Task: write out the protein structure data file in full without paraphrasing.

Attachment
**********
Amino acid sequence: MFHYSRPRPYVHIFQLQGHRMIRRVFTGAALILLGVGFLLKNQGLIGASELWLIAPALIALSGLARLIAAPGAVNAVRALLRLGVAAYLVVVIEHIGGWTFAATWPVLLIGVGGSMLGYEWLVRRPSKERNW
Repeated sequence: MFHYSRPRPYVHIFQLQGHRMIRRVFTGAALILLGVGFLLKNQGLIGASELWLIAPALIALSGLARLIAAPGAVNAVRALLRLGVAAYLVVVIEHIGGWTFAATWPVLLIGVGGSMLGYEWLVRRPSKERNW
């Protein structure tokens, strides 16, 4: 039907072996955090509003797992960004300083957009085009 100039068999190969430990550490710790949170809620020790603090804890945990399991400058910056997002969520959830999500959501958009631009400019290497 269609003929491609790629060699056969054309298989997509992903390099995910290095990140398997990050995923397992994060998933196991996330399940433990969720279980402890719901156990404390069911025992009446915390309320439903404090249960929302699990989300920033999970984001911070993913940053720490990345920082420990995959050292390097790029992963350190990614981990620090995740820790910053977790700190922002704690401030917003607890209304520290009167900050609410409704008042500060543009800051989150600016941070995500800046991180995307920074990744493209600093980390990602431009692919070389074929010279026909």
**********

Amino acid sequence: MFHYSRPRPYVHIFQLQGHRMIRRVFTGAALILLGVGFLLKNQGLIGASELWLIAPALIALSGLARLIAAPGAVNAVRALLRLGVAAYLVVVIEHIGGWTFAATWPVLLIGVGGSMLGYEWLVRRPSKERNW
Repeated sequence: MFHYSRPRPYVHIFQLQGHRMIRRVFTGAALILLGVGFLLKNQGLIGASELWLIAPALIALSGLARLIAAPGAVNAVRALLRLGVAAYLVVVIEHIGGWTFAATWPVLLIGVGGSMLGYEWLVRRPSKERNW
């Protein structure tokens, strides 16, 4: 039907072996955090509003797992960004300083957009085009 100039068999190969430990550490710790949170809620020790603090804890945990399991400058910056997002969520959830999500959501958009631009400019290497 269609003929491609790629060699056969054309298989997509992903390099995910290095990140398997990050995923397992994060998933196991996330399940433990969720279980402890719901156990404390069911025992009446915390309320439903404090249960929302699990989300920033999970984001911070993913940053720490990345920082420990995959050292390097790029992963350190990614981990620090995740820790910053977790700190922002704690401030917003607890209304520290009167900050609410409704008042500060543009800051989150600016941070995500800046991180995307920074990744493209600093980390990602431009692919070389074929010279026909």